The day after President’s Day, formerly Washington’s Birthday, recognized the birthday of our first president in 1732, we can read weather-related excerpts from his diaries.
As noted in a previous column, Washington wasn’t a scientific weather observer, as was Thomas Jefferson. His weather interests mirrored his agricultural interests. In writing to his farm manager, William Pearce, on Dec. 22, 1793, he recognized the importance of a thermometer at Mount Vernon.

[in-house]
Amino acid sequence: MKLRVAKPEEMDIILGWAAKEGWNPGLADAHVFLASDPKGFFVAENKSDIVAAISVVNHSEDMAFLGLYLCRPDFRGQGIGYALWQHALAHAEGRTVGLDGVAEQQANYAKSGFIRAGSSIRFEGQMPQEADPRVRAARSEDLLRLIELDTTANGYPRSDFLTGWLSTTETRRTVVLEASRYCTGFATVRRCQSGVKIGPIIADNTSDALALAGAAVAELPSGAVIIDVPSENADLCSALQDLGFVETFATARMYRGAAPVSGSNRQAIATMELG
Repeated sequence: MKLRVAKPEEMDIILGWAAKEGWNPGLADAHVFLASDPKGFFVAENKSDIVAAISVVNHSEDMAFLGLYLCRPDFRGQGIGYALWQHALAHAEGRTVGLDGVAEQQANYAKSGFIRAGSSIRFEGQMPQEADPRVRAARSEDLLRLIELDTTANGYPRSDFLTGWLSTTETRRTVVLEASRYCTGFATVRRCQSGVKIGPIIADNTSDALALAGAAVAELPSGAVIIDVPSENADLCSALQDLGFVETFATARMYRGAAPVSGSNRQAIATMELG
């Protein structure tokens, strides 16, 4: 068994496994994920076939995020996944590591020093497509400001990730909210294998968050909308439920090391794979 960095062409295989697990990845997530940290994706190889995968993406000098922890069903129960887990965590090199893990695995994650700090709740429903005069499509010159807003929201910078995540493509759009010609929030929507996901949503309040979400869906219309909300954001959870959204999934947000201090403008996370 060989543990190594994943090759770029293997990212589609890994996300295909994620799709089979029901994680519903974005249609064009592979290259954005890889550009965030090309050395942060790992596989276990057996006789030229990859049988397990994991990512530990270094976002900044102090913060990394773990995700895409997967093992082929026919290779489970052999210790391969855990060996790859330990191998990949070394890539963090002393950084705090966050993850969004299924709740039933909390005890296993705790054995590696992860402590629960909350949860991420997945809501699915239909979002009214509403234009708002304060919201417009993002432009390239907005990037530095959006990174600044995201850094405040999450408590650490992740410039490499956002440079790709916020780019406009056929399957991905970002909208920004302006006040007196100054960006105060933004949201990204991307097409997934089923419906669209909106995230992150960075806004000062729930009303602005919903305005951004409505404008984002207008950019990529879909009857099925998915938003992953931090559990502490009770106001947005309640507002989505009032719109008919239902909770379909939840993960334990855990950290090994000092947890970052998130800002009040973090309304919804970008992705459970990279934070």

His diary notes the weather difficulties he experienced, including his seasick days during a stormy voyage to Barbados and the cruel winter at Valley Forge.
An ill-advised horseback ride in a December storm possibly contributed to his death. His prized weather instrument was the weather vane, remaining in use atop the cupola at Mount Vernon. Fastcast: Clearing.
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